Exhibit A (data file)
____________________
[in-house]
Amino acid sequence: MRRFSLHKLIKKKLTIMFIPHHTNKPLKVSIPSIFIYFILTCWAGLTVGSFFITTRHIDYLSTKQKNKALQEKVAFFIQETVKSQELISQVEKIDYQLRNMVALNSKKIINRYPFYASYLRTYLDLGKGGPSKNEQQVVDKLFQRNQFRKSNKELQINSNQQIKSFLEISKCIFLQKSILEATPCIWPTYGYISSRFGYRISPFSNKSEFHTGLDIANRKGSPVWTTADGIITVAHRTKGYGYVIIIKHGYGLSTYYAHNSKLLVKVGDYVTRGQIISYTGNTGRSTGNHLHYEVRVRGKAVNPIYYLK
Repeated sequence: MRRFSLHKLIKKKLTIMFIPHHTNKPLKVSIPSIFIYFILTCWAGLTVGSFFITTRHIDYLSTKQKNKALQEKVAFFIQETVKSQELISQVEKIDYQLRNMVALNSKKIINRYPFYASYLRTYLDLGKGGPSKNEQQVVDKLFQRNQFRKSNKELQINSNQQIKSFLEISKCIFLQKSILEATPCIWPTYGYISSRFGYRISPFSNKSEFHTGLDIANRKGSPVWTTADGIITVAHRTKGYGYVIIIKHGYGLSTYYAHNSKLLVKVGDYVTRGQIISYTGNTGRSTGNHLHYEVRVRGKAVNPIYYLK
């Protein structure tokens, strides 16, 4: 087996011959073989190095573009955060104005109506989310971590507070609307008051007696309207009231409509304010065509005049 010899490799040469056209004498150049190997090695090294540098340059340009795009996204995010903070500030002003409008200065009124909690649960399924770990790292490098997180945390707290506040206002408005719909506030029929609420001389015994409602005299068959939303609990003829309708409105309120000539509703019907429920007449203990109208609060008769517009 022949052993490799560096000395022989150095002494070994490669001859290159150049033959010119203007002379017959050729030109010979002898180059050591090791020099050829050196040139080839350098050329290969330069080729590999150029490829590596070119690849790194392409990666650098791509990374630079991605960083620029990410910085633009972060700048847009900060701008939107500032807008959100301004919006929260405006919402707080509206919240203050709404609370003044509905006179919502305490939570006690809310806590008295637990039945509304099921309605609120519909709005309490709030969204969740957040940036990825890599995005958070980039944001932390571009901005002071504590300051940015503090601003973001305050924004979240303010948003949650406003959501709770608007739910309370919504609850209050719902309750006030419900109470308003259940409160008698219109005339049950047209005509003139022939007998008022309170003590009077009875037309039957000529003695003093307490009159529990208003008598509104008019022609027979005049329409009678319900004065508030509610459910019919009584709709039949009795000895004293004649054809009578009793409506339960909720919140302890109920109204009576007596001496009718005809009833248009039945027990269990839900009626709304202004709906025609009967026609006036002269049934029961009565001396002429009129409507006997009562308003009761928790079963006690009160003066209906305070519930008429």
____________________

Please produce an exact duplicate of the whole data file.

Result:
[in-house]
Amino acid sequence: MRRFSLHKLIKKKLTIMFIPHHTNKPLKVSIPSIFIYFILTCWAGLTVGSFFITTRHIDYLSTKQKNKALQEKVAFFIQETVKSQELISQVEKIDYQLRNMVALNSKKIINRYPFYASYLRTYLDLGKGGPSKNEQQVVDKLFQRNQFRKSNKELQINSNQQIKSFLEISKCIFLQKSILEATPCIWPTYGYISSRFGYRISPFSNKSEFHTGLDIANRKGSPVWTTADGIITVAHRTKGYGYVIIIKHGYGLSTYYAHNSKLLVKVGDYVTRGQIISYTGNTGRSTGNHLHYEVRVRGKAVNPIYYLK
Repeated sequence: MRRFSLHKLIKKKLTIMFIPHHTNKPLKVSIPSIFIYFILTCWAGLTVGSFFITTRHIDYLSTKQKNKALQEKVAFFIQETVKSQELISQVEKIDYQLRNMVALNSKKIINRYPFYASYLRTYLDLGKGGPSKNEQQVVDKLFQRNQFRKSNKELQINSNQQIKSFLEISKCIFLQKSILEATPCIWPTYGYISSRFGYRISPFSNKSEFHTGLDIANRKGSPVWTTADGIITVAHRTKGYGYVIIIKHGYGLSTYYAHNSKLLVKVGDYVTRGQIISYTGNTGRSTGNHLHYEVRVRGKAVNPIYYLK
């Protein structure tokens, strides 16, 4: 087996011959073989190095573009955060104005109506989310971590507070609307008051007696309207009231409509304010065509005049 010899490799040469056209004498150049190997090695090294540098340059340009795009996204995010903070500030002003409008200065009124909690649960399924770990790292490098997180945390707290506040206002408005719909506030029929609420001389015994409602005299068959939303609990003829309708409105309120000539509703019907429920007449203990109208609060008769517009 022949052993490799560096000395022989150095002494070994490669001859290159150049033959010119203007002379017959050729030109010979002898180059050591090791020099050829050196040139080839350098050329290969330069080729590999150029490829590596070119690849790194392409990666650098791509990374630079991605960083620029990410910085633009972060700048847009900060701008939107500032807008959100301004919006929260405006919402707080509206919240203050709404609370003044509905006179919502305490939570006690809310806590008295637990039945509304099921309605609120519909709005309490709030969204969740957040940036990825890599995005958070980039944001932390571009901005002071504590300051940015503090601003973001305050924004979240303010948003949650406003959501709770608007739910309370919504609850209050719902309750006030419900109470308003259940409160008698219109005339049950047209005509003139022939007998008022309170003590009077009875037309039957000529003695003093307490009159529990208003008598509104008019022609027979005049329409009678319900004065508030509610459910019919009584709709039949009795000895004293004649054809009578009793409506339960909720919140302890109920109204009576007596001496009718005809009833248009039945027990269990839900009626709304202004709906025609009967026609006036002269049934029961009565001396002429009129409507006997009562308003009761928790079963006690009160003066209906305070519930008429």